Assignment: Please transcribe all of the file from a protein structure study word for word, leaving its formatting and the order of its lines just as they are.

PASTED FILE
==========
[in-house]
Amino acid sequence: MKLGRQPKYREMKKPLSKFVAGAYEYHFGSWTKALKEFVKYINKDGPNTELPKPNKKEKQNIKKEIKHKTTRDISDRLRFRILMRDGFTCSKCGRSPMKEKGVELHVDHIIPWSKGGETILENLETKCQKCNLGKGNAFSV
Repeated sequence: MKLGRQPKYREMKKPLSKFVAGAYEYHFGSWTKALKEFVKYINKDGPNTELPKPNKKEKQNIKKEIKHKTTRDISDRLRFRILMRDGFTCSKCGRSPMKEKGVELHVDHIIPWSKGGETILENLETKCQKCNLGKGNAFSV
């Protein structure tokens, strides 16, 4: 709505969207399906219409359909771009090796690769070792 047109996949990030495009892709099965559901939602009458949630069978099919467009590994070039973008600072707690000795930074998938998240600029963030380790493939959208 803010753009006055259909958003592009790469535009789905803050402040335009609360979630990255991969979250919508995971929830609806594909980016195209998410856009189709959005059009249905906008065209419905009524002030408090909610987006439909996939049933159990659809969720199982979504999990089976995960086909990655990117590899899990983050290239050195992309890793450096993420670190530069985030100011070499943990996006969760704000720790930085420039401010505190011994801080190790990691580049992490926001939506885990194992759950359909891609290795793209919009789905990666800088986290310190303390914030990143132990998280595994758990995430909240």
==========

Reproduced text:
[in-house]
Amino acid sequence: MKLGRQPKYREMKKPLSKFVAGAYEYHFGSWTKALKEFVKYINKDGPNTELPKPNKKEKQNIKKEIKHKTTRDISDRLRFRILMRDGFTCSKCGRSPMKEKGVELHVDHIIPWSKGGETILENLETKCQKCNLGKGNAFSV
Repeated sequence: MKLGRQPKYREMKKPLSKFVAGAYEYHFGSWTKALKEFVKYINKDGPNTELPKPNKKEKQNIKKEIKHKTTRDISDRLRFRILMRDGFTCSKCGRSPMKEKGVELHVDHIIPWSKGGETILENLETKCQKCNLGKGNAFSV
């Protein structure tokens, strides 16, 4: 709505969207399906219409359909771009090796690769070792 047109996949990030495009892709099965559901939602009458949630069978099919467009590994070039973008600072707690000795930074998938998240600029963030380790493939959208 803010753009006055259909958003592009790469535009789905803050402040335009609360979630990255991969979250919508995971929830609806594909980016195209998410856009189709959005059009249905906008065209419905009524002030408090909610987006439909996939049933159990659809969720199982979504999990089976995960086909990655990117590899899990983050290239050195992309890793450096993420670190530069985030100011070499943990996006969760704000720790930085420039401010505190011994801080190790990691580049992490926001939506885990194992759950359909891609290795793209919009789905990666800088986290310190303390914030990143132990998280595994758990995430909240």